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Central American Hospitality Braces for COVID-19 Impact

4 MIN READApril 06, 2020
 COVID-19 is making its way through Central America and the Carribean, and real estate players are looking to the European and Chinese markets to understand the effect it has had on the industry. The main takeaway from last week’s discussion is flexibility

Real estate leaders are looking for new strategies and increasing their flexibility to adapt and survive the impact of the pandemic. Banks, tenants, landlords, investors and developers must be flexible and look for terms that may not be win-win at the moment, but could be better than lose-lose in the future. GRI Club members from Panama, El Salvador, Guatemala, Costa Rica and other countries in the region discussed the impact Coronavirus could have in each sector as well as share ideas as to how to mitigate incoming risks. 

Hospitality Hardest Hit by COVID-19 

The situation for the hospitality sector has become very complicated. Members from Costa Rica with investment in hotels throughout the region shared that hotels are operating with less than 10 percent occupation levels, and that the environment is roughly the same throughout the entire region. Nevertheless it is till too early to decide whether or not hotels should be shot down completely, which includes discharging the staff. 

During a crisis, management teams have to secure cash flows and operations, but members agree that they are having to analyze terminating contracts within their teams. They discussed that discharging personnel in hospitality is accompanied by very important costs, especially if the future is not clear. As experience and customer service plays a vital role in hospitality, having to reinvest in hiring new personnel and training can be an arduous task. Some countries are adopting measures to keep companies from cutting jobs, for example Costa Rican government's strategy is to conserve jobs and it has so far managed to keep a job loss curve low. 

At the moment, it is up in the air which segment will recover first, whether its corporate or leisure travel. People will be very bored after quarantine and at the same time, business will have to continue with many unfinished deals and projects. The market will bounce back, participants had no doubt about that, but the question is when. The hospitality sector will have some assets that are in distress and others will be sold. This will whet the appetite of private equity investors. 

Shopping Centers Mitigating Risks

Members agreed that retail in the region will continue because it is not as mature as the US or European markets. The region is not ready to rely 100 percent on online sources. Various members discussed that the worst that can happen to a shopping center is that it loses all its tenants. Right now they must keep their image and be flexible with their tenants. 

When it comes to tenant risk, countries are adapting different approaches and policies. For Guatemala, it is the first week on lockdown, there is more to go still. Some GRI members from Guatemala shared that there are different stages in which companies are operating. Those that are 100 percent closed, are charging 50 percent of the rent. Those that are working half way, meaning restaurants with no people but offer delivery services, they are getting a 15-30 percent discount on the rent. The stores that are open full time, such as supermarkets and pharmacies, are paying 100 percent of their rents.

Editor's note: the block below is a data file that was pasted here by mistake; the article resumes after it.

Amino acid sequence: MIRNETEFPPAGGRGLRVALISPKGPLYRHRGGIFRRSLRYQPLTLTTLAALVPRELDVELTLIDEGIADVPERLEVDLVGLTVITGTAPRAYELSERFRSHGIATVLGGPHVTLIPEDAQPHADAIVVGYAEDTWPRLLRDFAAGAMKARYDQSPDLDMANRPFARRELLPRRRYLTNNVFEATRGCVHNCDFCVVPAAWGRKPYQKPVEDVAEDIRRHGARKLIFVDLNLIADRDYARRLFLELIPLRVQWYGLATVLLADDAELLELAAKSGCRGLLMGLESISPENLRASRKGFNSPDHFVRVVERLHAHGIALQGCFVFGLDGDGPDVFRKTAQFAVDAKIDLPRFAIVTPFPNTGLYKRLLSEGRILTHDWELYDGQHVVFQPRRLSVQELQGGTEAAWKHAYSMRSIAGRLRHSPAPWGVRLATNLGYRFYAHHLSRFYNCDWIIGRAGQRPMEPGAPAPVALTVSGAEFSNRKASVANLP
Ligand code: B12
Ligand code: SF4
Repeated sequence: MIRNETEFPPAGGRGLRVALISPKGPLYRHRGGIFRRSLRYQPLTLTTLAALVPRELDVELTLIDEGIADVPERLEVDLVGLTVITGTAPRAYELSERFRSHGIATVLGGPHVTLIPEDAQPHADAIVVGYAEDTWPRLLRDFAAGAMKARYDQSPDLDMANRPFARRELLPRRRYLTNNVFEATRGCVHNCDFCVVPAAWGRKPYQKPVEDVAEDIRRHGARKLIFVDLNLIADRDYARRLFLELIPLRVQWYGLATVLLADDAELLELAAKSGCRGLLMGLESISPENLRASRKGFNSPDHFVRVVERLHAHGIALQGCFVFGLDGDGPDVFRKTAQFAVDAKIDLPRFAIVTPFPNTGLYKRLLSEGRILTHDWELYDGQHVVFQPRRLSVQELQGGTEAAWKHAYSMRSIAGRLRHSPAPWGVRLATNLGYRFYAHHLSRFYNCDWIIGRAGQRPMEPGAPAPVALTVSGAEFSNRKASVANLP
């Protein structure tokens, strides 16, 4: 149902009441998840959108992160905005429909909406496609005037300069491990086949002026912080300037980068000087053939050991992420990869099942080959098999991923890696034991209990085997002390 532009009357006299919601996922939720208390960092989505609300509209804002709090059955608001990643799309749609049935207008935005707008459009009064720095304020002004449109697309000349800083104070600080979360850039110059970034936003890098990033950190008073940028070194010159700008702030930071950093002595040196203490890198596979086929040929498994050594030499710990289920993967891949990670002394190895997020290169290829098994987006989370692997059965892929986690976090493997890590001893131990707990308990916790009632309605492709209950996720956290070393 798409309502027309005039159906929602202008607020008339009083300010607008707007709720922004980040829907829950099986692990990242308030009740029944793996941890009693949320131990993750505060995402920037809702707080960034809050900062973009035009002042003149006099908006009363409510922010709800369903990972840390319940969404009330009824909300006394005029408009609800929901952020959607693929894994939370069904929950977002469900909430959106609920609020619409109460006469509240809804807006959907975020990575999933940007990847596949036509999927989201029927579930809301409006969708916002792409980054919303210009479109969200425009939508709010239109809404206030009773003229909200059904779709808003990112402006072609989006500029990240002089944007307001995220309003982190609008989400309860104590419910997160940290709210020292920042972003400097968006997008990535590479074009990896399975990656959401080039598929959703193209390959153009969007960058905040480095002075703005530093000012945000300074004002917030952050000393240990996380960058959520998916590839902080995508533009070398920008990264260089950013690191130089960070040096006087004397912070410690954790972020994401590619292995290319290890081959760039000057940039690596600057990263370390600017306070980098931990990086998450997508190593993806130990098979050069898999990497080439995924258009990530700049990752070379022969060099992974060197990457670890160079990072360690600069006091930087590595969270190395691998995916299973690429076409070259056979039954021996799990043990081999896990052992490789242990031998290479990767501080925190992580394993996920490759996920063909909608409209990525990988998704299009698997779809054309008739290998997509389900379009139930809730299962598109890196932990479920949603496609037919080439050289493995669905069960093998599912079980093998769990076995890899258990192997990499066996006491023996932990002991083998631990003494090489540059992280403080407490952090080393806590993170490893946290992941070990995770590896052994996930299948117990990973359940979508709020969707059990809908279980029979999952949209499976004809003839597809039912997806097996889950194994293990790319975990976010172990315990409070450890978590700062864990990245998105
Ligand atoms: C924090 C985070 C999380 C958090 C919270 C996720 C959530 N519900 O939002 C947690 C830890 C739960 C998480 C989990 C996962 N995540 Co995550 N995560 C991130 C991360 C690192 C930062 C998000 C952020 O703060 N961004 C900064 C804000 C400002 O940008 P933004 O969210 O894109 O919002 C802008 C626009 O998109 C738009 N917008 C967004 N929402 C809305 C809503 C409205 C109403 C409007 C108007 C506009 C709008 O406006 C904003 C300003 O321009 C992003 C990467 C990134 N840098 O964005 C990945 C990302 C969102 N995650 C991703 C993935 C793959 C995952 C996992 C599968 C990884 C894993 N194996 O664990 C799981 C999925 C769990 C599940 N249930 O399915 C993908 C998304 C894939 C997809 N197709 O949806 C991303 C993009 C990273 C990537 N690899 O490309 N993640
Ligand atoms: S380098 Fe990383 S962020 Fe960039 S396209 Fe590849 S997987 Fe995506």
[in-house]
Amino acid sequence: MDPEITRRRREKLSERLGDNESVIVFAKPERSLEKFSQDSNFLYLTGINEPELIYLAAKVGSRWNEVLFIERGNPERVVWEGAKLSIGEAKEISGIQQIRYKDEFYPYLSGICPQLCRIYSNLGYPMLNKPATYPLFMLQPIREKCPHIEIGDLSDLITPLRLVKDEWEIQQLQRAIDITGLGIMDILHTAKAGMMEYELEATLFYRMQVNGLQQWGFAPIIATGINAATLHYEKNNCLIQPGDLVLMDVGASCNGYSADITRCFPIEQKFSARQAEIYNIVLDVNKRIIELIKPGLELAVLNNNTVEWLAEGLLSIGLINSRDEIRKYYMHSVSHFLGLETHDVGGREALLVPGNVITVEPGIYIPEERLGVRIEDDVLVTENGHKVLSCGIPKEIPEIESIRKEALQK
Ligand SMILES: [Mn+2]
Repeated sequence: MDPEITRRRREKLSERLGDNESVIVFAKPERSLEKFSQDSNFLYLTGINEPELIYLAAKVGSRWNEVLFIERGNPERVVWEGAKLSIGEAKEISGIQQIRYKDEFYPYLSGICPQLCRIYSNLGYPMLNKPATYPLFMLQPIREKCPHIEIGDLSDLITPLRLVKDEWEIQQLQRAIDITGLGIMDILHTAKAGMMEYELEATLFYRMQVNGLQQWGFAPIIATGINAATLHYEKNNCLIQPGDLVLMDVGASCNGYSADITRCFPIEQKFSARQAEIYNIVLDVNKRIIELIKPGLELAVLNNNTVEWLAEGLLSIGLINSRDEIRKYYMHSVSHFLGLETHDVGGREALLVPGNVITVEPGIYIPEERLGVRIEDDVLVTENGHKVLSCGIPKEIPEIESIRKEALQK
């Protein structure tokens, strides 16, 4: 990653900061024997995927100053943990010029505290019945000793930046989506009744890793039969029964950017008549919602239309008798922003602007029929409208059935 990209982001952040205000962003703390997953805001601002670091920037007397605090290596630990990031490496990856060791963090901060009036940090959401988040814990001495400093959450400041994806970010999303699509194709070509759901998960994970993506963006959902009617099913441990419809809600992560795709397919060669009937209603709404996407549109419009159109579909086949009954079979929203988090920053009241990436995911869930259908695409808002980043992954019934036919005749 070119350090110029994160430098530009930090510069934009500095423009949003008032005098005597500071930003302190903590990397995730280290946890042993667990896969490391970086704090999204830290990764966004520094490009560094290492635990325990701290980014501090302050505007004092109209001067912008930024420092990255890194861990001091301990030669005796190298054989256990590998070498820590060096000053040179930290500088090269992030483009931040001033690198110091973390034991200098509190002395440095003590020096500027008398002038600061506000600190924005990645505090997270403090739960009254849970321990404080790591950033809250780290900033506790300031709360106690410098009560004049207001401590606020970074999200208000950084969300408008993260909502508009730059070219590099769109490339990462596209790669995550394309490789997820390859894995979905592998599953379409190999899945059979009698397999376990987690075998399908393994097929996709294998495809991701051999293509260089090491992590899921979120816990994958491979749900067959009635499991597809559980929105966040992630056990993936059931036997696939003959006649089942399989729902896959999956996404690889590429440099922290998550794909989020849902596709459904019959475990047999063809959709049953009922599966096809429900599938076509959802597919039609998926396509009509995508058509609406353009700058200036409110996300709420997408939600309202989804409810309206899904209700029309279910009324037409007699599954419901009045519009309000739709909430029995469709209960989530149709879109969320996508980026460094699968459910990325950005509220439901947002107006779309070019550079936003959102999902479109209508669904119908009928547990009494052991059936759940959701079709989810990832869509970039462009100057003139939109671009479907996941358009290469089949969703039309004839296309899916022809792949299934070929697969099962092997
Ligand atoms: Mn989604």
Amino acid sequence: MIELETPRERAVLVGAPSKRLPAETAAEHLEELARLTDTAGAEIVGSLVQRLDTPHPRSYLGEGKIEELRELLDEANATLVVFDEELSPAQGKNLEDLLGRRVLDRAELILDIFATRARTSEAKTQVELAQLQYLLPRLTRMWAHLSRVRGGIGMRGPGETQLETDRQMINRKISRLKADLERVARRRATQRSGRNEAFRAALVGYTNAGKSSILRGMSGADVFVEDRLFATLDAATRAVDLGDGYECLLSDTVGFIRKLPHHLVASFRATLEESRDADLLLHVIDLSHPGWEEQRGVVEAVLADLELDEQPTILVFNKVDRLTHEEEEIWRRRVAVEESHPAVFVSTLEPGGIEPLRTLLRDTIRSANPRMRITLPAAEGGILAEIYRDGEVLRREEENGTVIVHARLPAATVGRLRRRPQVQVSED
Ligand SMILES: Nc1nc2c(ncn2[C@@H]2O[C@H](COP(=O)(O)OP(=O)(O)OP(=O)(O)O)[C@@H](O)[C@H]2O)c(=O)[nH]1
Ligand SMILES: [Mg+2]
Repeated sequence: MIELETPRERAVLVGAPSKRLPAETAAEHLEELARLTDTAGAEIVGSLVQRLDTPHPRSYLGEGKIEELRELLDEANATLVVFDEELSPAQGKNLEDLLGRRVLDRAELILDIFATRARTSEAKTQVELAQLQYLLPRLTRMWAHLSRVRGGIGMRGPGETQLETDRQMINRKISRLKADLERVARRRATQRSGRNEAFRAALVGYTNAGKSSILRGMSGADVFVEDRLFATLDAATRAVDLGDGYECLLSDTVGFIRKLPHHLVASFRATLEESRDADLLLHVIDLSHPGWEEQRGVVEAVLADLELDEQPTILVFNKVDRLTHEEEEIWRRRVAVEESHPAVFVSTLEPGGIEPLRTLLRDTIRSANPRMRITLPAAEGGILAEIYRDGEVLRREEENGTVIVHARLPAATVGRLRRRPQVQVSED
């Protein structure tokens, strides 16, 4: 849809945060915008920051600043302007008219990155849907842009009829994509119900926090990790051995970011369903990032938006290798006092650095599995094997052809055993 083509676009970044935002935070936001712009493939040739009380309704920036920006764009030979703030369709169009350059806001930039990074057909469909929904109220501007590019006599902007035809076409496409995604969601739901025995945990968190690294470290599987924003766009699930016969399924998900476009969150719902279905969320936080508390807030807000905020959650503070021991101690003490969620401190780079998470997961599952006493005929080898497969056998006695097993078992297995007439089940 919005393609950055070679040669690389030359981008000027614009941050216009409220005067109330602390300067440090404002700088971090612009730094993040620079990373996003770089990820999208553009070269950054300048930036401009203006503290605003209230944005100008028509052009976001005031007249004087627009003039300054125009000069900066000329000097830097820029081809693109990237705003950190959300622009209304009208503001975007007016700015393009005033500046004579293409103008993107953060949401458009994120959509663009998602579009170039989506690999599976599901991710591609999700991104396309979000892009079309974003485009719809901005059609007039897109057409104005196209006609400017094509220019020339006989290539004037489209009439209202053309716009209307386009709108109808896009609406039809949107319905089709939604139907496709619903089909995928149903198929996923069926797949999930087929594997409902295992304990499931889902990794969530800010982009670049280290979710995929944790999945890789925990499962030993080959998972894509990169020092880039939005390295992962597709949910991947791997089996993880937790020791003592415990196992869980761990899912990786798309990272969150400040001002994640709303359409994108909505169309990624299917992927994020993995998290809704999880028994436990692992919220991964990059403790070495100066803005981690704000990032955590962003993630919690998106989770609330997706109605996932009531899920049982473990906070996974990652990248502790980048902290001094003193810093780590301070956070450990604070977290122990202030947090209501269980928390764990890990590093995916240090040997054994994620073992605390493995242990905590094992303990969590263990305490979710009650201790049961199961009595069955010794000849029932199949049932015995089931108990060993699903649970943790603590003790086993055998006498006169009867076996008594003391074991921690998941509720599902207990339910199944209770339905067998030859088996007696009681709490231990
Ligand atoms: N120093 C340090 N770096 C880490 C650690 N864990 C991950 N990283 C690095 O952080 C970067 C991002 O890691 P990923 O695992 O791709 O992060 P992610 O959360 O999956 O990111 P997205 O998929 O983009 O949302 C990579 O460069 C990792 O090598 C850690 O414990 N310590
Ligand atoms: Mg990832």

Industrial Remains Afloat

At the moment the industrial sector remains active throughout most of the region, but members say that it is important to analyze the products that are being manufactured in our assets and industrial parks to have a better understanding of how it will impact us. In Costa Rica for instance, there are various aesthetic and consumer goods manufacturers in our free trade zone that are taking a hit because people are not buying at the moment. 

Members also discussed that COVID-19 is creating opportunities in new products related to fighting the pandemic such as masks. Members from Panama shared that service and manufacturing spaces will evolve as we realize we cannot depend fully on the Chinese market. In the future, new investment will pour into each country to help fill those gaps. The industrial sector is still moving, particularly to the pharmaceutical sector.  

Housing Trends to Change after COVID-19

Members from different countries agreed that there is great potential that consumers will go back to renting or acquiring homes instead of apartments. People want to use all of the amenities of their home, and not depend on what happens in a building complex. This experience could move people back to the suburbs and away from city centers, looking for green space and basic needs such as internet service. While there is some speculation, many members agree that it is too premature to see how the sector will mobilize. 

Members from Guatemala shared that they have yet to experience any preference change, and that the demand for houses has kept the same rhythm of absorption. The transformation has been due to the land costs and pricing. 

But will trends change completely when the crisis passes? Co-living is a growing trend and there are many projects in presale states in Panama. But members believe that given the impact COVID-19 has had on the population, there are many that no longer want to live with other people. GRI Members see a trend where consumers will want to go back to having their own space and people will appreciate their homes more.


Join the dicussion! See the next LatAm eMeetings here.
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